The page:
If you are generally positive about life and inspires others too to lead a happy life, chances are that you harbour a special set of brain connections not found in people with negative thoughts, researchers report.
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If you are generally positive about life and inspires others too to lead a happy life, chances are that you harbour a special set of brain connections not found in people with negative thoughts.[/caption]
According to a team from Oxford University, there is a strong correspondence between a particular set of connections in the brain and positive lifestyle and behaviour traits.
To reach this conclusion, scientists investigated the connections in the brains of 461 people and compared them with 280 different behavioural and demographic measures that were recorded for the same participants.
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They found that variation in brain connectivity and an individual's traits lay on a single axis -- where those with classically positive lifestyles and behaviours had different connections to those with classically negative ones.
The researchers point out that their results resemble what psychologists refer to as the "general intelligence g-factor".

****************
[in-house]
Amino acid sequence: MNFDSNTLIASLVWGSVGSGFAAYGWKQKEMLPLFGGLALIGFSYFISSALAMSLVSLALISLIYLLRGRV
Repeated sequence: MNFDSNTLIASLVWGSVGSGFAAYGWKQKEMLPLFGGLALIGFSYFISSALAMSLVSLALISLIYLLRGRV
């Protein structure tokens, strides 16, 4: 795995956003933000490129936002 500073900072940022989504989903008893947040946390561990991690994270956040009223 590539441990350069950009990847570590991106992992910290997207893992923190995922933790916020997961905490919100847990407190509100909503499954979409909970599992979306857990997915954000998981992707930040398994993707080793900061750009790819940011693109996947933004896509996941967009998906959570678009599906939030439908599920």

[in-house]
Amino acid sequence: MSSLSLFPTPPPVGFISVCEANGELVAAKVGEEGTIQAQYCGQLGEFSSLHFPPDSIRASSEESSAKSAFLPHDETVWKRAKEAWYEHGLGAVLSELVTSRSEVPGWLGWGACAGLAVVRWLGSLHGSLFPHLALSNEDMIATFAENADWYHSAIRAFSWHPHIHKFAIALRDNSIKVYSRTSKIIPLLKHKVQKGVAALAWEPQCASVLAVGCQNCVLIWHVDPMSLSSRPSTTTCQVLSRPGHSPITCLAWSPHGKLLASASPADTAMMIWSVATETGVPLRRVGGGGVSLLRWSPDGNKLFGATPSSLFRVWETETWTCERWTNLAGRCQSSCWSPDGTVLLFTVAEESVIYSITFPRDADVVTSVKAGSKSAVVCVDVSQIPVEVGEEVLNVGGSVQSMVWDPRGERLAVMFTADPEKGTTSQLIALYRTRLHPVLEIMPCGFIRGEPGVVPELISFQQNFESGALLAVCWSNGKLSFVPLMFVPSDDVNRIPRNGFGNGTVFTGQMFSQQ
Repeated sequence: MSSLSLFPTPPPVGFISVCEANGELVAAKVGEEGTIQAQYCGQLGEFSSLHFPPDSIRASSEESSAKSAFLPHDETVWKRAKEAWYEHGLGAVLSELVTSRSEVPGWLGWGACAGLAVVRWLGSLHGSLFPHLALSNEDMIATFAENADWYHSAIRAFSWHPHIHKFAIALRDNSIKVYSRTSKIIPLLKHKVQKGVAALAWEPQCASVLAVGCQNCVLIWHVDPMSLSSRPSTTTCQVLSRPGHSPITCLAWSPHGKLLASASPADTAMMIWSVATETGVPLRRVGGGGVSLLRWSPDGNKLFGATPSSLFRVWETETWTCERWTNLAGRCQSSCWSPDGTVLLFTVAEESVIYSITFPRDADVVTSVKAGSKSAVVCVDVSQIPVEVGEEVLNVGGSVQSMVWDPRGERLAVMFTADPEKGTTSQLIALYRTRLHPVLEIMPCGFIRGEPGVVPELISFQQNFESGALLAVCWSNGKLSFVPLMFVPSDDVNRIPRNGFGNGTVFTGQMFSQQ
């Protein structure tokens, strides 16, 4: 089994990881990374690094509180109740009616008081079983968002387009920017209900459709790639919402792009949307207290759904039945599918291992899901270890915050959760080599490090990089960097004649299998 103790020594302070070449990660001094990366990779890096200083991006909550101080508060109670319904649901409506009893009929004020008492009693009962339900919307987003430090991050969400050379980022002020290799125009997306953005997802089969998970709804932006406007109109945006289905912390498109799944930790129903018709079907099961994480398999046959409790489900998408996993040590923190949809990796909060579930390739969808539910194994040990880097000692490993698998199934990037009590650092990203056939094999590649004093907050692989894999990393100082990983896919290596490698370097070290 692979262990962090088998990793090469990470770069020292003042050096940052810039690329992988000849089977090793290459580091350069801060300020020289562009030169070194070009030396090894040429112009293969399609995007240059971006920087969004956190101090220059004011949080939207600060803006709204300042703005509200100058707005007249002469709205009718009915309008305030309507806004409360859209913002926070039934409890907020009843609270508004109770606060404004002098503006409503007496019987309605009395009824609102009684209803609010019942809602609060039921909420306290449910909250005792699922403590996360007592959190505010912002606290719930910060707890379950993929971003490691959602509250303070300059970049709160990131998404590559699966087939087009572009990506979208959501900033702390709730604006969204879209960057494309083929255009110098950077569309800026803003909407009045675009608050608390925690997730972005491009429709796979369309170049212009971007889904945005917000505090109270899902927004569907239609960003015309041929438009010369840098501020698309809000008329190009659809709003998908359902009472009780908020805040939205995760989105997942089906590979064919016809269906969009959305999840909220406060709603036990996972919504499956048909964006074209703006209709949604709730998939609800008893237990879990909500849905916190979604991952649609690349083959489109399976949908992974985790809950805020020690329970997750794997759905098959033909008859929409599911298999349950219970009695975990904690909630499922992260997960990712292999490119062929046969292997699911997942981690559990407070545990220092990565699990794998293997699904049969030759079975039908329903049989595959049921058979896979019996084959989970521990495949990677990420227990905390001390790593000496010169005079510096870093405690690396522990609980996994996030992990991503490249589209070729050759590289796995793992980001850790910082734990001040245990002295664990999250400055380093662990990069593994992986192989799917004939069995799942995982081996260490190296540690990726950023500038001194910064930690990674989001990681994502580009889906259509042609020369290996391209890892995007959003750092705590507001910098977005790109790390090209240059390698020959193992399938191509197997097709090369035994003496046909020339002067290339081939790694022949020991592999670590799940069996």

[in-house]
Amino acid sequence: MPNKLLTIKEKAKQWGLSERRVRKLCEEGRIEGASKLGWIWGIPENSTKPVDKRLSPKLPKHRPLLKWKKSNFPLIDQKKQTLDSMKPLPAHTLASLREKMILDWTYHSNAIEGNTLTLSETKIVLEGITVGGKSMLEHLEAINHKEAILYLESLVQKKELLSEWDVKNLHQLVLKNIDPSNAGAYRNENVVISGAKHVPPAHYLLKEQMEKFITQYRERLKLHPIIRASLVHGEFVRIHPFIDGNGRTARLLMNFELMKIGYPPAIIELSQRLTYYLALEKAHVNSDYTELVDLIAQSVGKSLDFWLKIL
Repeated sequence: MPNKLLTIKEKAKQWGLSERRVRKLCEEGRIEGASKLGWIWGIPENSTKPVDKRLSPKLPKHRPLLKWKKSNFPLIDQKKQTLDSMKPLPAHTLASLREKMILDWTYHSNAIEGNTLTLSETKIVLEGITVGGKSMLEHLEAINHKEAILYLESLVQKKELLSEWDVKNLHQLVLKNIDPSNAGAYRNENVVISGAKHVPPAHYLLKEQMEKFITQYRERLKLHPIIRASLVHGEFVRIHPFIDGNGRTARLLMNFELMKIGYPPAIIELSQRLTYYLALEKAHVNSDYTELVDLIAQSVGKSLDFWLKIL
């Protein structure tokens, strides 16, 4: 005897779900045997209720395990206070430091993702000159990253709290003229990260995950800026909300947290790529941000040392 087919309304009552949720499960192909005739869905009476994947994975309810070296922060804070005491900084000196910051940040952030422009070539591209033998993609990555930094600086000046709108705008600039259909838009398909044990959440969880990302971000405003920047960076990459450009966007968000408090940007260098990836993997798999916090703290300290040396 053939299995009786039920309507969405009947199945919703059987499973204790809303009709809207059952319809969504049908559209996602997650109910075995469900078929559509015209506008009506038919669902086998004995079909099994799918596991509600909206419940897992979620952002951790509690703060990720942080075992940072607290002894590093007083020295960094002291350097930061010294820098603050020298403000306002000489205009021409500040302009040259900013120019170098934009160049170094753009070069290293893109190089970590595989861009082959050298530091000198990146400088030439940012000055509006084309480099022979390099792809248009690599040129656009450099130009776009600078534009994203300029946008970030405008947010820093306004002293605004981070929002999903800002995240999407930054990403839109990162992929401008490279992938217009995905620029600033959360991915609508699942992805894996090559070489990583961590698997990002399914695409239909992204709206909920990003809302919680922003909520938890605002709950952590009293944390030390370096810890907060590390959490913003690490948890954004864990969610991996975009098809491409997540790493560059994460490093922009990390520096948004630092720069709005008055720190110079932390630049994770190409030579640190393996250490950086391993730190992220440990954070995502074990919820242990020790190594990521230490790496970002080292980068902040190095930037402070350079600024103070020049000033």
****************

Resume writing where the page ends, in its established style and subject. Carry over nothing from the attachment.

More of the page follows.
This variable is used to summarise a person's abilities at different cognitive tasks.
While the new results include many real-life measures not included in the “g-factor” -- such as income and life satisfaction -- those such as memory, pattern recognition and reading ability are strongly mirrored.
Proponents of the "g-factor" point out that many intelligence-related measures are inter-related, suggesting that if you are good at one thing, you are likely to be good at the others too.
However, the "g-factor" has also received some criticism, partly because it is not clear if these correlations between different cognitive abilities are truly reflecting correlations between distinct underlying brain circuits.
The new results, however, may provide an opportunity to understand if that's correct, or if the processes in the brain tell a more complex story.
"It may be that with hundreds of different brain circuits, the tests that are used to measure cognitive ability actually make use of different sets of overlapping circuits," explained professor Stephen Smith, lead author of the paper.
"We hope that by looking at brain imaging data, we will be able to relate connections in the brain to the specific measures and work out what these kinds of test actually require the brain to do," he concluded in a paper appeared in the journal Nature Neuroscience.